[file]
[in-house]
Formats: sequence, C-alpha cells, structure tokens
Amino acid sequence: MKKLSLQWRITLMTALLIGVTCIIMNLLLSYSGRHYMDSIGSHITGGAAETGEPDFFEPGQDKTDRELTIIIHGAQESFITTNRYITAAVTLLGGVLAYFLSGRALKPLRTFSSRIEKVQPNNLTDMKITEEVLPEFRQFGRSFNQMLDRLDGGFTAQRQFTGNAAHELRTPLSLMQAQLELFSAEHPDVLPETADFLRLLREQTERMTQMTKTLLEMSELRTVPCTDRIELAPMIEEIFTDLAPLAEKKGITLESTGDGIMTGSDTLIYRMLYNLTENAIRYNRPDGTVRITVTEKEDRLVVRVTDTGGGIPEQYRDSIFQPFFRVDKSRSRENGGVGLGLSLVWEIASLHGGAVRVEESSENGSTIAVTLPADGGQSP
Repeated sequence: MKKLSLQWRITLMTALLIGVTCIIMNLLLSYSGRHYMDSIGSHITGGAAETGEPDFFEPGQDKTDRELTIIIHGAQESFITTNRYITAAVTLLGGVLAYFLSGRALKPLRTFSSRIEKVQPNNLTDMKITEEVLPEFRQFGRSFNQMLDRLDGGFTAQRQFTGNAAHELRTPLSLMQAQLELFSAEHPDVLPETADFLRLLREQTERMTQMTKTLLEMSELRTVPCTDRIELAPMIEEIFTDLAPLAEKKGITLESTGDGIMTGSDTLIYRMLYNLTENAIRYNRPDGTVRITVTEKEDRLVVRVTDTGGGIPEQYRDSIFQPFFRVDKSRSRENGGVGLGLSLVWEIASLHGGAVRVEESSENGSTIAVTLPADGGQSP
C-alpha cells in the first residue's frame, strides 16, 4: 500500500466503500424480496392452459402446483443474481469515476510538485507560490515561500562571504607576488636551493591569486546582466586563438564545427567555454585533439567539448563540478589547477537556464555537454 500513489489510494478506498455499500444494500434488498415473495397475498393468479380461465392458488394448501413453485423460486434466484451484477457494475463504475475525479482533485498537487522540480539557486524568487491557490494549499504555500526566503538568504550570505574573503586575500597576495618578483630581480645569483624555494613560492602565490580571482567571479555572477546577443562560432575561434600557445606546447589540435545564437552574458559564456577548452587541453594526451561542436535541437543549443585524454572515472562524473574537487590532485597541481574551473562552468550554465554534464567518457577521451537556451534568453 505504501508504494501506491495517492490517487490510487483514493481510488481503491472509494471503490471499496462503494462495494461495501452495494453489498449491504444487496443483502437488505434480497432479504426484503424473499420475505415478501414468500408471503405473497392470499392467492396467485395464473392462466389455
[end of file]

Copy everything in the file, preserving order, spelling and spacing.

[in-house]
Formats: sequence, C-alpha cells, structure tokens
Amino acid sequence: MKKLSLQWRITLMTALLIGVTCIIMNLLLSYSGRHYMDSIGSHITGGAAETGEPDFFEPGQDKTDRELTIIIHGAQESFITTNRYITAAVTLLGGVLAYFLSGRALKPLRTFSSRIEKVQPNNLTDMKITEEVLPEFRQFGRSFNQMLDRLDGGFTAQRQFTGNAAHELRTPLSLMQAQLELFSAEHPDVLPETADFLRLLREQTERMTQMTKTLLEMSELRTVPCTDRIELAPMIEEIFTDLAPLAEKKGITLESTGDGIMTGSDTLIYRMLYNLTENAIRYNRPDGTVRITVTEKEDRLVVRVTDTGGGIPEQYRDSIFQPFFRVDKSRSRENGGVGLGLSLVWEIASLHGGAVRVEESSENGSTIAVTLPADGGQSP
Repeated sequence: MKKLSLQWRITLMTALLIGVTCIIMNLLLSYSGRHYMDSIGSHITGGAAETGEPDFFEPGQDKTDRELTIIIHGAQESFITTNRYITAAVTLLGGVLAYFLSGRALKPLRTFSSRIEKVQPNNLTDMKITEEVLPEFRQFGRSFNQMLDRLDGGFTAQRQFTGNAAHELRTPLSLMQAQLELFSAEHPDVLPETADFLRLLREQTERMTQMTKTLLEMSELRTVPCTDRIELAPMIEEIFTDLAPLAEKKGITLESTGDGIMTGSDTLIYRMLYNLTENAIRYNRPDGTVRITVTEKEDRLVVRVTDTGGGIPEQYRDSIFQPFFRVDKSRSRENGGVGLGLSLVWEIASLHGGAVRVEESSENGSTIAVTLPADGGQSP
C-alpha cells in the first residue's frame, strides 16, 4: 500500500466503500424480496392452459402446483443474481469515476510538485507560490515561500562571504607576488636551493591569486546582466586563438564545427567555454585533439567539448563540478589547477537556464555537454 500513489489510494478506498455499500444494500434488498415473495397475498393468479380461465392458488394448501413453485423460486434466484451484477457494475463504475475525479482533485498537487522540480539557486524568487491557490494549499504555500526566503538568504550570505574573503586575500597576495618578483630581480645569483624555494613560492602565490580571482567571479555572477546577443562560432575561434600557445606546447589540435545564437552574458559564456577548452587541453594526451561542436535541437543549443585524454572515472562524473574537487590532485597541481574551473562552468550554465554534464567518457577521451537556451534568453 505504501508504494501506491495517492490517487490510487483514493481510488481503491472509494471503490471499496462503494462495494461495501452495494453489498449491504444487496443483502437488505434480497432479504426484503424473499420475505415478501414468500408471503405473497392470499392467492396467485395464473392462466389455